OUR UNIVERSITY

Robert Wexler, PhD

Robert Wexler

Robert Wexler

President

rwexler@aju.edu

Ext: 200

Education

UCLA, B.A. Sociology, 1971
Jewish Theological Seminary, M.A. Hebrew Literature 1975
Jewish Theological Seminary, Ordained 1977
Baruch College, MBA, 1980
UCLA, M.A. and Ph. D., Near Eastern Languages 1993
 

Biography

Robert D. Wexler has served as president of the American Jewish University (formerly University of Judaism since 1992.) Born in Los Angeles in 1951, he attended local public schools and received his B.A. in Sociology from UCLA in 1971. He was ordained as a rabbi at the Jewish Theological Seminary in New York where he also earned a Master of Arts degree in Hebrew Literature. While enrolled in rabbinical school, Dr. Wexler also earned his M.B.A. degree from Baruch College in New York City with a specialization in accounting. Following his ordination in 1977, he spent a year on the faculty of Princeton University teaching in the Department of Middle East Studies.

 Returning to Los Angeles in 1978, Dr. Wexler joined the staff of the American Jewish University (AJU), where he occupied a variety of administrative positions before becoming that institution's president. He earned both a master of arts degree and a Ph.D. from UCLA in the Department of Near Eastern Languages. His doctoral dissertation dealt with concepts of death and immortality in the ancient near east.

 Despite the fact that his religious commitments were principally shaped by his early exposure to liberal Orthodoxy, Wexler became an adherent of the social philosophy of Mordecai Kaplan and the concept of Judaism as a civilization. Recognizing the growing trend away from denominationalism, Wexler quickly steered AJU toward a nondenominational position within the Jewish mainstream. The composition of the student body and the AJU's board of directors soon came to reflect this decision and began to include Jews from each of the religious movements as well as many who are avowedly secular.

 During the first decade of his presidency, Wexler launched two major initiatives: the Ziegler School for Rabbinic Studies and the Ziering Institute. In 1995, he founded at the AJU the Ziegler School of Rabbinical Studies, the first American rabbinical school in the western United States. This highly controversial decision was the result of a $22 million anonymous gift to the university, which, at the time, was the largest single gift ever given for Jewish educational purposes. In 2006 an additional gift of $18 million was made to the Ziegler School.

 During Wexler's tenure, AJU started its Community Partners Initiative (CPI) in which the university began reaching out to the many ethnic and religious communities of Los Angeles. The Initiative has brought carefully selected mid-level administrators from organizations in the Afro-Ameircan, Latino and Asian communities to study at AJU to receive training in the management of nonprofit enterprises. This is one of the few programs of its kind in the United States. The CPI students joined the existing AJU students who are preparing for careers in Jewish nonprofit organizations.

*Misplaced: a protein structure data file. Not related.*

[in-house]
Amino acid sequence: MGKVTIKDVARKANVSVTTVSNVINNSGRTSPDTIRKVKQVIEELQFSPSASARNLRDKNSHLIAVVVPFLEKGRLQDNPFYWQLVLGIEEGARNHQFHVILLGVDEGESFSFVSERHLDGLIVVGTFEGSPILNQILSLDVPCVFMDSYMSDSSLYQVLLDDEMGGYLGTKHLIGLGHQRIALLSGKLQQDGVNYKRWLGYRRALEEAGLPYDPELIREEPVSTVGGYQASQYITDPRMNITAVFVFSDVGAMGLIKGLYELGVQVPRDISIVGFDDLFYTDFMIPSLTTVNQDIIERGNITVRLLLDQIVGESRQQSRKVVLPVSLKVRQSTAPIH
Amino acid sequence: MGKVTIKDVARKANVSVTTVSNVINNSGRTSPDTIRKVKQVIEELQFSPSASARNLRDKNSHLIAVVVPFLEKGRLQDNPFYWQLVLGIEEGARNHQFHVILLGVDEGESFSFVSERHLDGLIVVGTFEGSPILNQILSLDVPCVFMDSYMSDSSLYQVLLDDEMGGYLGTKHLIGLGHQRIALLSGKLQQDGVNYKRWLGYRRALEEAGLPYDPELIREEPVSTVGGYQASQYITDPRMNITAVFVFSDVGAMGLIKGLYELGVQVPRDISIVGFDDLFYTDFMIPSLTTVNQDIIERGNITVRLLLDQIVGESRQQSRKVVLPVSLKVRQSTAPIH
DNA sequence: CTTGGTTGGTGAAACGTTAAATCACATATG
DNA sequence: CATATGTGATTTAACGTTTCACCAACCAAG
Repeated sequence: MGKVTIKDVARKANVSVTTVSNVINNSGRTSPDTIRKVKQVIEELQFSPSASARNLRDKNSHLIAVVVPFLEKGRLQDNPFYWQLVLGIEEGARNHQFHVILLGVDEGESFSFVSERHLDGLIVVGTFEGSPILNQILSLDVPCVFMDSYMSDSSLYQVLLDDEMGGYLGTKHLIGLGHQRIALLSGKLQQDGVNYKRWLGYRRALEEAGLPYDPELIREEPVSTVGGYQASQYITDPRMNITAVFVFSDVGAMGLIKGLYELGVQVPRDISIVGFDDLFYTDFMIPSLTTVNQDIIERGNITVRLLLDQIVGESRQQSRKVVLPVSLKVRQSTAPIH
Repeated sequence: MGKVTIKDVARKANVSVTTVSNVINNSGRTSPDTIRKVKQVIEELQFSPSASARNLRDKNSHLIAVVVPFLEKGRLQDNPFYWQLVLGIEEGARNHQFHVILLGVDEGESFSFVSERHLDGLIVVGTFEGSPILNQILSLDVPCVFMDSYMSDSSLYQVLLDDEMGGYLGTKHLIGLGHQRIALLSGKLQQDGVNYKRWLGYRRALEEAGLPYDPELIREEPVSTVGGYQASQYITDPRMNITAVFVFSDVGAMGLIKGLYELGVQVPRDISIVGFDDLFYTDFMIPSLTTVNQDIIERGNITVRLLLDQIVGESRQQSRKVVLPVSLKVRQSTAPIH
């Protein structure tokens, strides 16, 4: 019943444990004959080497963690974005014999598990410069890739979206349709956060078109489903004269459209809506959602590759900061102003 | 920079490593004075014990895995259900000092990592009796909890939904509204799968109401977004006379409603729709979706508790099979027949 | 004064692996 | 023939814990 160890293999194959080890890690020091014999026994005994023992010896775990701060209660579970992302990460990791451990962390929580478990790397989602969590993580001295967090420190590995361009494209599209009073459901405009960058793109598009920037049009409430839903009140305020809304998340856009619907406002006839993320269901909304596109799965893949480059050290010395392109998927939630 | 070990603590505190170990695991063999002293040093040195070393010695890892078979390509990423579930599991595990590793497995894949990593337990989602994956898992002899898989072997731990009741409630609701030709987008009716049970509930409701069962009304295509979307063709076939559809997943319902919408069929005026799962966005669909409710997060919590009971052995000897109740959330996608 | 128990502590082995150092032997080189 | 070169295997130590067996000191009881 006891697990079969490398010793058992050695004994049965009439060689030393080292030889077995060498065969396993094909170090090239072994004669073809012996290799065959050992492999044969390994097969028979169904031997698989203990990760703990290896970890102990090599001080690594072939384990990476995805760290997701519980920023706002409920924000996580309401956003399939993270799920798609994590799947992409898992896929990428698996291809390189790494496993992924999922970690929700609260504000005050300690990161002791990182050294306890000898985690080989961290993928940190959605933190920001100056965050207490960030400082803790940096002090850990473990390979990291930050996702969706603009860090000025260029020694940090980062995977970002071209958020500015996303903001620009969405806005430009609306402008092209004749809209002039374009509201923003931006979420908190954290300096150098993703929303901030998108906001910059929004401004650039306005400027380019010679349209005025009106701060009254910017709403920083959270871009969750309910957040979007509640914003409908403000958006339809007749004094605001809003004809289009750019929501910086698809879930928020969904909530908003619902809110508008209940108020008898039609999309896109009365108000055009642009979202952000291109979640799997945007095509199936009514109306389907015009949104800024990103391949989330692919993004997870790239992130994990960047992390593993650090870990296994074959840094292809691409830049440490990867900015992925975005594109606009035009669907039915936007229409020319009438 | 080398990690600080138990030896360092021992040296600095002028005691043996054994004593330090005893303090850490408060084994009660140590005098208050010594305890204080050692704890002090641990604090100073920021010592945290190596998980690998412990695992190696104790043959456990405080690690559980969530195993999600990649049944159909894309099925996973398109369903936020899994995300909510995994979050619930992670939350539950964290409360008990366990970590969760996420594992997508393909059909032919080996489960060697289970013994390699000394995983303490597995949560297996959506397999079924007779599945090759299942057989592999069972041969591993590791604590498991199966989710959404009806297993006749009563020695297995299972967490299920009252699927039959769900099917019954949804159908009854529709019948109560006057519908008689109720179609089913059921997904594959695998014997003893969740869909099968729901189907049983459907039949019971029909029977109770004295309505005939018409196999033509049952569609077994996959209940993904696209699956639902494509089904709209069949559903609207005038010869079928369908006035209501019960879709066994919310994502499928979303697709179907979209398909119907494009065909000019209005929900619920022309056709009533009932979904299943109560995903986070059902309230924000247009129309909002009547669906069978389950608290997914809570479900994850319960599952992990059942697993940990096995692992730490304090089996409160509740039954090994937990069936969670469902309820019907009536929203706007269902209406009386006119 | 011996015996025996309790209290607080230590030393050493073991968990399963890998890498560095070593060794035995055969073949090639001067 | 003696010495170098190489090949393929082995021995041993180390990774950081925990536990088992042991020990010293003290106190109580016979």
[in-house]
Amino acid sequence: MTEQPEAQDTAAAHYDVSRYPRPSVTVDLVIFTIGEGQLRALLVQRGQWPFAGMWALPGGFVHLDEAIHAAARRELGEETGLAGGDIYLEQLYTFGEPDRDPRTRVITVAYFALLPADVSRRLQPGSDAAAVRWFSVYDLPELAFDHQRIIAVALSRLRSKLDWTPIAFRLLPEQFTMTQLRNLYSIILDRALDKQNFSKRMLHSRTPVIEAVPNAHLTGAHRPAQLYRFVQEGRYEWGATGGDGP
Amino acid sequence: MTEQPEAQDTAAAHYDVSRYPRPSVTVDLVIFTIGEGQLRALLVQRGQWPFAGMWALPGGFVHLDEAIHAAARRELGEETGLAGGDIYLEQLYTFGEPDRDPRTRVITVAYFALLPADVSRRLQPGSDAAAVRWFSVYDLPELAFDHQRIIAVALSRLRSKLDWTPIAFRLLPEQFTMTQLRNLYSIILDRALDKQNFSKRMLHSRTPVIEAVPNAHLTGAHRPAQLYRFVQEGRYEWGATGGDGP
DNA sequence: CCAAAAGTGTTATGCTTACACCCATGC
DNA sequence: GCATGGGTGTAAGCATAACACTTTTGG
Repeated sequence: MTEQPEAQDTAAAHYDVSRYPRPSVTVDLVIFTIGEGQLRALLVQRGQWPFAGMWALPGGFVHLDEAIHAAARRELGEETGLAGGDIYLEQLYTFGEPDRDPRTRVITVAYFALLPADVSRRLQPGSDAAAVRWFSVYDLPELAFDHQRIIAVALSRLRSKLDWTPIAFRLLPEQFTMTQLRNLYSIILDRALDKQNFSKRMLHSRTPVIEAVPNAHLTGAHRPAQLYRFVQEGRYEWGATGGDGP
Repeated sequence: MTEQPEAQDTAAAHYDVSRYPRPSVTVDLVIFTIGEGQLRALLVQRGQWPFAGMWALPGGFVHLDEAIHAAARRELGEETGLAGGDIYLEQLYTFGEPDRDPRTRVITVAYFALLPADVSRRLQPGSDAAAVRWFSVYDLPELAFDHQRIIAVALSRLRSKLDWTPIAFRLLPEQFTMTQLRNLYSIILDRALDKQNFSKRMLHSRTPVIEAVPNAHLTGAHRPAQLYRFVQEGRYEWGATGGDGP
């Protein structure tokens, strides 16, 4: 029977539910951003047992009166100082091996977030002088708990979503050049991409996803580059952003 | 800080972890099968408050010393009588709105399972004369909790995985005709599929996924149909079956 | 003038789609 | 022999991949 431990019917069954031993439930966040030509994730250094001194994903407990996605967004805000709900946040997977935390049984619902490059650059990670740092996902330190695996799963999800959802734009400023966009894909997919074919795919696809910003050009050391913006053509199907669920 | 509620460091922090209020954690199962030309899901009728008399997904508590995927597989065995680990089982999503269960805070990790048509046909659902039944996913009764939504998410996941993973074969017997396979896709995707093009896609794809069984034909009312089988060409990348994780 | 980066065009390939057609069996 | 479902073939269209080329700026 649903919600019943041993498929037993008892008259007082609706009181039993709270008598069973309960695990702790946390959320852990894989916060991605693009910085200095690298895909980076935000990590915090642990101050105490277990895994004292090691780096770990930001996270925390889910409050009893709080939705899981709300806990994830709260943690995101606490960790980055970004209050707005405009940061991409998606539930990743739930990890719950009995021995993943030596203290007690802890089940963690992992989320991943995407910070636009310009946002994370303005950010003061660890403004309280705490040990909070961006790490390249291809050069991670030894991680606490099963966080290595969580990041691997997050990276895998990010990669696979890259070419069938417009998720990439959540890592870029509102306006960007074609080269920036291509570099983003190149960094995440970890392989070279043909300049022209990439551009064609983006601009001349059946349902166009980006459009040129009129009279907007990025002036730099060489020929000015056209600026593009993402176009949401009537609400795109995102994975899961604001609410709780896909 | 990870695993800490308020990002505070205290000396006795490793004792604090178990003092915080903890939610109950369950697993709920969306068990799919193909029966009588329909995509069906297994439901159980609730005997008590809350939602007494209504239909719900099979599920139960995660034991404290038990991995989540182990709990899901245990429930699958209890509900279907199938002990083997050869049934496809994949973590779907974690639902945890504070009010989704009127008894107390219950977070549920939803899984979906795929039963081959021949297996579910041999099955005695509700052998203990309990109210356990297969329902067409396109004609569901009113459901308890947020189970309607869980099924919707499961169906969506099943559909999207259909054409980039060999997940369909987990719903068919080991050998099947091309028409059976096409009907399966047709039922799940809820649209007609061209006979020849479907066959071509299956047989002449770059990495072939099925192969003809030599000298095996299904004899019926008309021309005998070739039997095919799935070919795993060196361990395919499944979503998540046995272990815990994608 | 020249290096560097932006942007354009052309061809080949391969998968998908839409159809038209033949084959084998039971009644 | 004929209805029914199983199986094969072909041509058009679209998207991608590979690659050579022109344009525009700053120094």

Dr. Wexler also recruited Holocaust scholar, Michael Berenbaum, to the university and opened the Ziering Institute with its focus on the ethical and religious implications of the Holocaust.

 AJU's Whizin Center for Continuing Education is the largest Jewish adult education program in the United States with more than 15,000 participants each year. Although adult education has been an integral part of AJU for decades, in 2007 the Whizin family made a gift of $33 million to support and expand its operations.

 In 2001 AJU inaugurated a lecture series at the Universal Amphitheater attended by over 5,000 people annually. Serving as moderator of the series for six years, Wexler has gained a reputation for his interviews with national political figures such as former U.S. president, Bill Clinton, former Israeli prime ministers Ehud Barak and Shimon Peres, former British prime minister Tony Blair, and former U.S. secretaries of state, Henry Kissinger, Madlyn Albright and Colin Powell.

 In 2007, Wexler negotiated a merger between the University of Judaism and the Brandeis-Bardin Institute. The new, merged organization became known as the American Jewish University. The Brandeis-Bardin campus is located in Simi Valley and is approximately 2700 acres in size. It is the largest property in the country owned by a Jewish nonprofit organization. The expanded campus provides unlimited opportunities for the expansion of AJU.

 In addition to his work at the American Jewish University, Wexler served in a variety of community leadership roles. He chaired the Los Angeles Federation's Commission on Israelis and the Committee on Jewish Education. He also sits on the executive committees of several Jewish organizations.

 Wexler was included by Newsweek in its list of America's 50 most influential rabbis, ranking #7 in 2007 and #3 in 2008. He has also been included on the Forward's list of the 50 most significant American Jewish leaders.

 He has published several articles including contributions to the Encyclopedia Judaica, the Etz Hayim commentary on the Torah, and a volume entitled Israel, the Diaspora and Jewish Identity.